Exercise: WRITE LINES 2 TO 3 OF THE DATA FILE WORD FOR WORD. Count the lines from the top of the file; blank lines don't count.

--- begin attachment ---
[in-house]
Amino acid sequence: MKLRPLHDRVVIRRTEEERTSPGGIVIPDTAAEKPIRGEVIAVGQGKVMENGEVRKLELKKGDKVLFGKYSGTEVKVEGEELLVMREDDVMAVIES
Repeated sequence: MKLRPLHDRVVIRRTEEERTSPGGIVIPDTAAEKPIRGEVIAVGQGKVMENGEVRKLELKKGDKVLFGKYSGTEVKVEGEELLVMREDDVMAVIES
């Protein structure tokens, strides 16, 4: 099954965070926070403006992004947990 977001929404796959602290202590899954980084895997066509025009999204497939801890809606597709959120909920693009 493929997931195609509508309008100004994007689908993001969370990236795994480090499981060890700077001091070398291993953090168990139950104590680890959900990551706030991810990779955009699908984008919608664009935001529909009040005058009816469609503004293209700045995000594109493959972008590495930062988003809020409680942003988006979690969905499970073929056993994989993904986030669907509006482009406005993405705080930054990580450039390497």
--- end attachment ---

Amino acid sequence: MKLRPLHDRVVIRRTEEERTSPGGIVIPDTAAEKPIRGEVIAVGQGKVMENGEVRKLELKKGDKVLFGKYSGTEVKVEGEELLVMREDDVMAVIES
Repeated sequence: MKLRPLHDRVVIRRTEEERTSPGGIVIPDTAAEKPIRGEVIAVGQGKVMENGEVRKLELKKGDKVLFGKYSGTEVKVEGEELLVMREDDVMAVIES